What If We Were Alone?
What if there weren’t any stars?
What if only the sun and the earth
circled alone in the sky? What if
no one ever found anything outside
this world right here? – No Galileo
could say, “Look – it is out there,
a hint of whether we are everything.”
Look out at the stars. Yes – cold
space. Yes, we are so distant that
the mind goes hollow to think it.
But something is out there. Whatever
out limits, we are led outward. We glimpse
company. Each glittering point of light
beckons: “There is something beyond.”
The moon rolls through the trees, rises
from them, and waits. In the river all
night a voice floats from rock
to sandbar, to log. What kind of listening
can follow quietly enough? We bow, and
the voice that falls through the rapids
calls all the rocks by their secret names.
“William Stafford” by Christopher Ritter, photographer – This image has been downloaded http://aroundthesunblog.com/wp-content/uploads/2007/12/staffordhandonface.jpg. Licensed under Fair use via Wikipedia – http://en.wikipedia.org/wiki/File:William_Stafford.jpg#mediaviewer/File:William_Stafford.jpg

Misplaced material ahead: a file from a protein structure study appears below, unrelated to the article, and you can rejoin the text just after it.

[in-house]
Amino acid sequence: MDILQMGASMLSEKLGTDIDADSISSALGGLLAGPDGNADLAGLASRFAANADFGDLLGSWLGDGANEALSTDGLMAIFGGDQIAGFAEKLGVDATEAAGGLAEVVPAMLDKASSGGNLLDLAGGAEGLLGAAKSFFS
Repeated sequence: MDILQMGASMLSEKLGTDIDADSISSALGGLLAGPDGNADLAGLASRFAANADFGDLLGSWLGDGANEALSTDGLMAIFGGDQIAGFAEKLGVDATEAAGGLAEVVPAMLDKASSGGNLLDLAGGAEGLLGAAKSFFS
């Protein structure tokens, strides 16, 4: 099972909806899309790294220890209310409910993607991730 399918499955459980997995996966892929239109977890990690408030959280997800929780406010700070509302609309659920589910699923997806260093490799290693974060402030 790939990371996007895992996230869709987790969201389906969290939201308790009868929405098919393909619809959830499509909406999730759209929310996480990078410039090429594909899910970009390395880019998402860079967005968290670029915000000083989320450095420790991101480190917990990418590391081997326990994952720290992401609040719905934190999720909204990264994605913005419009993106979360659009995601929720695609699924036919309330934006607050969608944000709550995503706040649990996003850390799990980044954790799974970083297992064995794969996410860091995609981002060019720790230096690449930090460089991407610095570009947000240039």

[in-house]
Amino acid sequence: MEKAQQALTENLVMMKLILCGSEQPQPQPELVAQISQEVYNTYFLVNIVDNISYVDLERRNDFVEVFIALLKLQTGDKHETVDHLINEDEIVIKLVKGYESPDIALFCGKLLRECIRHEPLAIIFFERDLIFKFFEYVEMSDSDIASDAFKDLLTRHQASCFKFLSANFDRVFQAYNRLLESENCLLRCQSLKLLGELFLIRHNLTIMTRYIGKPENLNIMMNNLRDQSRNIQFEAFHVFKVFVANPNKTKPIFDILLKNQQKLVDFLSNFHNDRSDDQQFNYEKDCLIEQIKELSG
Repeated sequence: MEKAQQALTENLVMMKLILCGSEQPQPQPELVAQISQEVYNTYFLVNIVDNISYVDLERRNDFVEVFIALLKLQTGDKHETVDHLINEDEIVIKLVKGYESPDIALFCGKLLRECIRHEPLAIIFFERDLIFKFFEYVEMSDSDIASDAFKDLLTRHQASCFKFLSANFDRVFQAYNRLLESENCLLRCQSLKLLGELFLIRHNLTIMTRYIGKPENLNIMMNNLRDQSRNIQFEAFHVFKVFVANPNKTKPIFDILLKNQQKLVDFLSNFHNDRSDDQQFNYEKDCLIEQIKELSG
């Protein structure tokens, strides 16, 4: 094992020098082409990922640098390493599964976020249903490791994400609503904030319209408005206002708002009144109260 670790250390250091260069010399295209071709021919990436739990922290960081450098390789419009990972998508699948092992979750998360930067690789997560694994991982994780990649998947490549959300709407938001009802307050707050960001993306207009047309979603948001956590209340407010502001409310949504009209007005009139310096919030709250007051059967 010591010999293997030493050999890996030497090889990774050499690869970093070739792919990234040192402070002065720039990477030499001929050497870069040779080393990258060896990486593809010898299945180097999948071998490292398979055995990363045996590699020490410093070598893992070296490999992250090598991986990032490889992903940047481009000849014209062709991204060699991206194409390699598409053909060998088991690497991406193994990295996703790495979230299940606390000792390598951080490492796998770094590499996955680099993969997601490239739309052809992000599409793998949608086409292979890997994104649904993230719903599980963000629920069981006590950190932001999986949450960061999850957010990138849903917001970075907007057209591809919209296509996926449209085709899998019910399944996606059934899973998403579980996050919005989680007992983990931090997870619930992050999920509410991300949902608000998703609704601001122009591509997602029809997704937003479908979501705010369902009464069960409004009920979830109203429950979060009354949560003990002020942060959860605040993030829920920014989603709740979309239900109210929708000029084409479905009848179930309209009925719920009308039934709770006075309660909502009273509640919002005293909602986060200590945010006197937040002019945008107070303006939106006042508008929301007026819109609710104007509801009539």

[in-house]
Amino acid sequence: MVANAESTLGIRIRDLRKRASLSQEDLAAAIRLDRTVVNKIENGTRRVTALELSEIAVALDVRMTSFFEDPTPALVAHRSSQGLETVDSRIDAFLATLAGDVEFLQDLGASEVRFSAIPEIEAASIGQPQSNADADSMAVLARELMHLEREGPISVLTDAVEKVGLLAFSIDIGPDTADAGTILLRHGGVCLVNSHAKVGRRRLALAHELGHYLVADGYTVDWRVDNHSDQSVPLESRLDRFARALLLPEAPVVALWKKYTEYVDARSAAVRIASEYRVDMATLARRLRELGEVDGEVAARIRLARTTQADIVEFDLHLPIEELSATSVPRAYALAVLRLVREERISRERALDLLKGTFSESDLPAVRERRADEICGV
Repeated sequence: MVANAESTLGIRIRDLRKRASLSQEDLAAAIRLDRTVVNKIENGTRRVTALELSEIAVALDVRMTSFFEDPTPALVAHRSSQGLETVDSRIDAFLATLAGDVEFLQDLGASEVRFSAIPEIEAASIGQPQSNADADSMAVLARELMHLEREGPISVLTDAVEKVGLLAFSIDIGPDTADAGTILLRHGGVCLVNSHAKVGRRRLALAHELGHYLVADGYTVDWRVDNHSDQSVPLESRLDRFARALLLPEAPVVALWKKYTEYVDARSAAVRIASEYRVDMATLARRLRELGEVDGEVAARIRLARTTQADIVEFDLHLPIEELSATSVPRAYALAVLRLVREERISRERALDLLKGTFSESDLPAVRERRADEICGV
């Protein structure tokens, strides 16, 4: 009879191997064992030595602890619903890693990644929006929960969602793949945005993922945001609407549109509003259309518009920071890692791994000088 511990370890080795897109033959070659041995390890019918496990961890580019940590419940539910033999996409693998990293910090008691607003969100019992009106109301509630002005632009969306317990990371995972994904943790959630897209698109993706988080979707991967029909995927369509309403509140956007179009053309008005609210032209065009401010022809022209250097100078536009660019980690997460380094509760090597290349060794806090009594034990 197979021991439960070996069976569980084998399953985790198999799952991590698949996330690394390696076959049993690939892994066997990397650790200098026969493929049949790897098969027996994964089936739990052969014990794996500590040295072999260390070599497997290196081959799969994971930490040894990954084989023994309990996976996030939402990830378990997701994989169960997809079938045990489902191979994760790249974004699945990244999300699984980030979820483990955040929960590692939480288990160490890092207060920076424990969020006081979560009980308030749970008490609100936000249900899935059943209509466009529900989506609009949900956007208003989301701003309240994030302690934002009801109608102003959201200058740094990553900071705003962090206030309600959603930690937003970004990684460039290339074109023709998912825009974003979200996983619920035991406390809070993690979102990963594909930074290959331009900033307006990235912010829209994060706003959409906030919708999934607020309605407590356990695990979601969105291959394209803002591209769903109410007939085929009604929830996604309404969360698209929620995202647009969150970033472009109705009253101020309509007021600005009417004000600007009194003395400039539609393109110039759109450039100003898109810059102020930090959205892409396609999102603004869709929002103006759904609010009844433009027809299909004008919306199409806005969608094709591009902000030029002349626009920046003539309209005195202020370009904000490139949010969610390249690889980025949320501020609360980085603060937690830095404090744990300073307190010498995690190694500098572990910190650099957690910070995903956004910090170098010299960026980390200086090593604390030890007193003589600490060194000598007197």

William Edgar Stafford (January 17, 1914 – August 28, 1993) was an American poet and pacifist, and the father of poet and essayistKim Stafford. He was appointed the twentieth Consultant in Poetry to the Library of Congress in 1970.
Stafford was born in Hutchinson, Kansas, the oldest of three children in a highly literate family. During the Depression, his family moved from town to town in an effort to find work for his father. Stafford helped contribute to family income by delivering newspapers, working in sugar beet fields, raising vegetables, and working as an electrician’s apprentice.
He was drafted into the United States armed forces in 1941, while pursuing his master’s degree at the University of Kansas, but declared himself a conscientious objector. As a registered pacifist, he performed alternative service from 1942 to 1946 in the Civilian Public Service camps.
Stafford died of a heart attack in Lake Oswego, Oregon on August 28, 1993, having written a poem that morning containing the lines, “‘You don’t have to / prove anything,’ my mother said. ‘Just be ready / for what God sends.'” In 2008, the Stafford family gave William Stafford’s papers, including the 20,000 pages of his daily writing, to the Special Collections Department at Lewis & Clark College.
Coincidentally, I was born in Lake Oswego, Oregon.